[Coral-List] More on open access

RainbowWarriorsInternational southern_caribbean at yahoo.com
Fri Apr 18 14:37:57 EDT 2008

A final comment on the emerging model for specialized publishing.

Besides and before being an (almost) full-time environmentalist, I ran a small publishing company with regional aspirations, producing specialty local publications e.g Eco Aruba magazine and other specialty publications a.o in the field of telecommunications.

The specialty journal and periodicals publishing industry is almost hermetically sealed off to newcomers for competition and this is achieved by a modus operandi in which peer reviewers, productions staffers and specialized personnel are hard to come by and long-time standing agreements and academic traditions make it easy to "lock in" resources not of the financial kind.

When Terra Publishing (this publishing company) tried to investigate the possibility of producing specialty magazines e.g. on specific sustainable development for the wider Caribbean region we ran into a "publishing keiretsu" in the publishing sector if you will, in which the reluctance of the academe to go with new ventures can be a insurmountable threshold to new format journals being launched.

Of course there are exceptions to the rule, and one very delightful free distribution publication to which we subscribe, is the Marine Turtle Network's journal.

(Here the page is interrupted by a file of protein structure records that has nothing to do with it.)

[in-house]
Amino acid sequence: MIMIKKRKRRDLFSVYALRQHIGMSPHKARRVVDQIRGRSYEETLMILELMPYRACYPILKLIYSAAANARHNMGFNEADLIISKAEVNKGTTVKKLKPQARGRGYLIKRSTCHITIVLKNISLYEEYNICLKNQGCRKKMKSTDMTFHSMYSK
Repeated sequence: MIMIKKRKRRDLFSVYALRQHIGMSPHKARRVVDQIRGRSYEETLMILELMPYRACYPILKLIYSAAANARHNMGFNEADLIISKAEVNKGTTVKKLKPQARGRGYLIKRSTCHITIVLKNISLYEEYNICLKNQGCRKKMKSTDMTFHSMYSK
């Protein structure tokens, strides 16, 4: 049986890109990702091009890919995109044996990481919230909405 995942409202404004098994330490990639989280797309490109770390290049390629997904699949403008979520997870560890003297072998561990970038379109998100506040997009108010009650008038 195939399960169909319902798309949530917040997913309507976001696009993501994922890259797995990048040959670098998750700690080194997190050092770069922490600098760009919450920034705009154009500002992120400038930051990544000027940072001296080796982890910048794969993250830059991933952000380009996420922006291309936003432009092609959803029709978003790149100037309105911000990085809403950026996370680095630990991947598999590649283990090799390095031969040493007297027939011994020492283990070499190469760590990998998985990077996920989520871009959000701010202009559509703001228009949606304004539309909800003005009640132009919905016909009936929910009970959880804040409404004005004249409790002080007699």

Such publications stay afloat because of the willingness of authors to submit, the dedicated reviewers and production staff and because of the donations, grants and subsidies received by the magazine.

I would recommend looking at http://www.arxiv.org to get a look at the emerging model for peer review and pre-peer review.

There is a long way to go before new models for publishing which focus on online open access and online competitively priced access will emerge.

A driving force behind this could be the need to reduce the use of paper for printed materials, which need to be physically transported at (great cost), whereas downloaded paid publications can be locally printed, all factors reducing cost of publishing and production.

Sapienti sat

Milton Ponson
environmentalist and publisher

Richard Dunne <RichardPDunne at aol.com> wrote: Coral Listers

The posts by Rainbow Warriors certainly present an interesting angle on 
this subject but I wonder whether they are entirely accurate.

For example the last post mentioned the News Corporation as being a 
publisher of "scientific journals". I am by no means an expert on this, 
but as far as I am aware the News Corporation does not publish any